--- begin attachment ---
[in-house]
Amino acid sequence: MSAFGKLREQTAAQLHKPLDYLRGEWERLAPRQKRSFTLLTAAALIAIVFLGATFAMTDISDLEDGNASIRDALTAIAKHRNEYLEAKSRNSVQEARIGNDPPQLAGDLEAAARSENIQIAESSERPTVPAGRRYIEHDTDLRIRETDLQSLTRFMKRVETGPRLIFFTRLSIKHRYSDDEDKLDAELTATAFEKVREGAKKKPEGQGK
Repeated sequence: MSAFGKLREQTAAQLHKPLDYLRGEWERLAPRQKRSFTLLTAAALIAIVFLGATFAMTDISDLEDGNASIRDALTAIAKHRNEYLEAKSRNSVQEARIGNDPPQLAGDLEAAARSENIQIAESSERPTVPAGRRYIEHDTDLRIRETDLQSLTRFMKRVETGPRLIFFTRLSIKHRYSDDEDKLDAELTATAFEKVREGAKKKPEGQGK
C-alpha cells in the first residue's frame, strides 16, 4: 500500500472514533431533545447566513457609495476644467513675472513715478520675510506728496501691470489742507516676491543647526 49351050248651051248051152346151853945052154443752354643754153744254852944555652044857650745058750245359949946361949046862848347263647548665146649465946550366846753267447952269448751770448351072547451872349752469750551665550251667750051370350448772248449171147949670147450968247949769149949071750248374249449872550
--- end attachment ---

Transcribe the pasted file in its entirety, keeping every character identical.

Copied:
[in-house]
Amino acid sequence: MSAFGKLREQTAAQLHKPLDYLRGEWERLAPRQKRSFTLLTAAALIAIVFLGATFAMTDISDLEDGNASIRDALTAIAKHRNEYLEAKSRNSVQEARIGNDPPQLAGDLEAAARSENIQIAESSERPTVPAGRRYIEHDTDLRIRETDLQSLTRFMKRVETGPRLIFFTRLSIKHRYSDDEDKLDAELTATAFEKVREGAKKKPEGQGK
Repeated sequence: MSAFGKLREQTAAQLHKPLDYLRGEWERLAPRQKRSFTLLTAAALIAIVFLGATFAMTDISDLEDGNASIRDALTAIAKHRNEYLEAKSRNSVQEARIGNDPPQLAGDLEAAARSENIQIAESSERPTVPAGRRYIEHDTDLRIRETDLQSLTRFMKRVETGPRLIFFTRLSIKHRYSDDEDKLDAELTATAFEKVREGAKKKPEGQGK
C-alpha cells in the first residue's frame, strides 16, 4: 500500500472514533431533545447566513457609495476644467513675472513715478520675510506728496501691470489742507516676491543647526 49351050248651051248051152346151853945052154443752354643754153744254852944555652044857650745058750245359949946361949046862848347263647548665146649465946550366846753267447952269448751770448351072547451872349752469750551665550251667750051370350448772248449171147949670147450968247949769149949071750248374249449872550